But somewhere along the line, in order to move away from occupying, where we disdain the value of other souls–toward including, where we not only respect but also grant dignity to the lives of others–is this neutrality of coexist.

In other words: “You have every right to be here, just like me, whether I feel that way today or not.”

That’s coexist.

  • Coexist gets rid of racism.
  • Coexist removes hyper-culturalism.
  • Coexist also demands that we cease waving our flag, ignoring the patriotism of others.
  • Coexist is a journey we take, where we lose our ignorance on our way to kindness.

Let’s learn to coexist.

Maybe we won’t get any further than that–but it’s enough to keep us from killing each other each and every day.

 

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Cessation

Cessation: (n) the process of ending

“All good things come to an end.”

Unfortunately, all bad things don’t.

For some reason we get bored with good things and decide to either evolve them or abandon them. But bad things seem to be granted social
tenure. They get to hang around even if they do stupid stuff.

Why? Because bad things are grouchy and good things smile.

It’s a lot easier to ask someone who’s smiling to go to the back of the bus than it is to approach a grouchy person with such a request.

Yes, it’s true. As long as the black man smiled back at the white bigot, not much happened–which brings me to one of the things that demands cessation in our country:

Racism.

Truthfully it will not leave until we stop talking about the beauty of cultures and the glories of separate ethnic practices. Even though we insist that everybody is different and that it’s a good thing, we work like hell to try to find common conversation and similar ground. Otherwise, parties would just be drinking in silence.

Another thing that demands cessation is genderism.

There are those who think it’s cute to point out the difference between men and women, and in doing so, keep women in a position of scrounging for crumbs of praise, while denied the cake.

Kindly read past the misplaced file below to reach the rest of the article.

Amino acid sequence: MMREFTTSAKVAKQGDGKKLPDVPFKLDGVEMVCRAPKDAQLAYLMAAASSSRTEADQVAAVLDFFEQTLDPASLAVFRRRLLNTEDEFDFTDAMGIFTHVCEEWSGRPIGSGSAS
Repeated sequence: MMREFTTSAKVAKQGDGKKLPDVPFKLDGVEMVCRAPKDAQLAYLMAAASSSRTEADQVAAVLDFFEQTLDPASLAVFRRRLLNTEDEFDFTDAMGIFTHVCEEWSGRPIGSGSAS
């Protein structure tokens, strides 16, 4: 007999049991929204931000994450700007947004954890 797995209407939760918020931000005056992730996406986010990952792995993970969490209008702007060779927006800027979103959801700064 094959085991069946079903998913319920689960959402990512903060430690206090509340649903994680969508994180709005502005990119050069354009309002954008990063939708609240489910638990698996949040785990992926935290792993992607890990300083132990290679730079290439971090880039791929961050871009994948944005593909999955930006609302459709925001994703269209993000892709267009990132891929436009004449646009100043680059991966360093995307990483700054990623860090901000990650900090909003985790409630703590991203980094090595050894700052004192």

And if you don’t mind, I’ll close by saying that we need a cessation on the idea of being tough.

I don’t know how that works. If everyone is tough, isn’t that just a world filled with cranky people instead of toughness?

Someone has to be kind–otherwise, nothing happens.

Nothing breaks.

Nothing changes.

Cessation will occur when we stop being afraid of grouchy people–because we decide we enjoy smiling ones.

 

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Century

Century: (n) a period of one hundred years.

I have lived in two centuries.

Matter of fact, most of what we hold dear, precious, valuable and true has occurred in my lifespan.

For instance:

From my birth to the present day, we have transported our emotions from bigotry to “Oh, my God. We’re bigots.”

We have gone from cars using gasoline to cars using gasoline but us feeling kind of guilty about it.

We have traveled from medicine believing it has the answer to some things to medicine being quite certain it has the answer to everything.

We have spanned the generation gap by explaining that psychologically, such a chasm is necessary.

We have gone to the moon, but can’t really get back there so we insist “we’re not really interested in space.”

We have flown from an era when women were treated as inferiors, encouraged to stay in the home, to a time when women insist they’re not inferior because they stay in the home.

We have progressed our technology to the point of inefficiency.

We have improved our diplomacy by continuing the threat of nuclear war.

We have addressed racism by giving it an abundance of names.

We have handled the Golden Rule by simply refusing to go to church.